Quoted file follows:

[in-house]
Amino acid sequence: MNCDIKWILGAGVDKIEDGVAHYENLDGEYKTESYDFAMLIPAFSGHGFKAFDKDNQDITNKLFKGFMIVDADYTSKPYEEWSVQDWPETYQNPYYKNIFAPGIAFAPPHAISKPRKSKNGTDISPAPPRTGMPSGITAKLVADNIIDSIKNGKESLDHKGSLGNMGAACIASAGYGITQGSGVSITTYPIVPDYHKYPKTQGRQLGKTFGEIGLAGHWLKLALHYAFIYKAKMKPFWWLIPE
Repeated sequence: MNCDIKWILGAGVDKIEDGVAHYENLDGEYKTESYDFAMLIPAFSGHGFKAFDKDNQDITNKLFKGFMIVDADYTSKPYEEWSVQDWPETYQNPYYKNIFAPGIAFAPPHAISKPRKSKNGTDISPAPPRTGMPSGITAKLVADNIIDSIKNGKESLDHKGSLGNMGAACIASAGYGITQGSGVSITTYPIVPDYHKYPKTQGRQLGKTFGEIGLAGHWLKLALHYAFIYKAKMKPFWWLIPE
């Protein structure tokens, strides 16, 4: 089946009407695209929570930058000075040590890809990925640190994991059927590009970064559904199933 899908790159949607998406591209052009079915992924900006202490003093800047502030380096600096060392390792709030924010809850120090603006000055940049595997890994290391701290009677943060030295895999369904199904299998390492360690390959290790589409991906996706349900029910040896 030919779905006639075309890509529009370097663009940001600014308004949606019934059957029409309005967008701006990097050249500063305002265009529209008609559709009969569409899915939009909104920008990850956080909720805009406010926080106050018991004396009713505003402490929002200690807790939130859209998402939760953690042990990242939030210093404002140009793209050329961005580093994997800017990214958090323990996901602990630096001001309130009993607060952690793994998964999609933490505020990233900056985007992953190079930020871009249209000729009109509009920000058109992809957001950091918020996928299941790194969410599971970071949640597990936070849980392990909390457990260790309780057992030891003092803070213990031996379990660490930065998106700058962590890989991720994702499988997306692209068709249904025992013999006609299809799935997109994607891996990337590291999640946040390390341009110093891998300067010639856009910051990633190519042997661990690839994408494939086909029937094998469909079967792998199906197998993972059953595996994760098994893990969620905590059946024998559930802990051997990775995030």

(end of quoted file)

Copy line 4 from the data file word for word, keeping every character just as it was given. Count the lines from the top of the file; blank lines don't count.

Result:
């Protein structure tokens, strides 16, 4: 089946009407695209929570930058000075040590890809990925640190994991059927590009970064559904199933 899908790159949607998406591209052009079915992924900006202490003093800047502030380096600096060392390792709030924010809850120090603006000055940049595997890994290391701290009677943060030295895999369904199904299998390492360690390959290790589409991906996706349900029910040896 030919779905006639075309890509529009370097663009940001600014308004949606019934059957029409309005967008701006990097050249500063305002265009529209008609559709009969569409899915939009909104920008990850956080909720805009406010926080106050018991004396009713505003402490929002200690807790939130859209998402939760953690042990990242939030210093404002140009793209050329961005580093994997800017990214958090323990996901602990630096001001309130009993607060952690793994998964999609933490505020990233900056985007992953190079930020871009249209000729009109509009920000058109992809957001950091918020996928299941790194969410599971970071949640597990936070849980392990909390457990260790309780057992030891003092803070213990031996379990660490930065998106700058962590890989991720994702499988997306692209068709249904025992013999006609299809799935997109994607891996990337590291999640946040390390341009110093891998300067010639856009910051990633190519042997661990690839994408494939086909029937094998469909079967792998199906197998993972059953595996994760098994893990969620905590059946024998559930802990051997990775995030």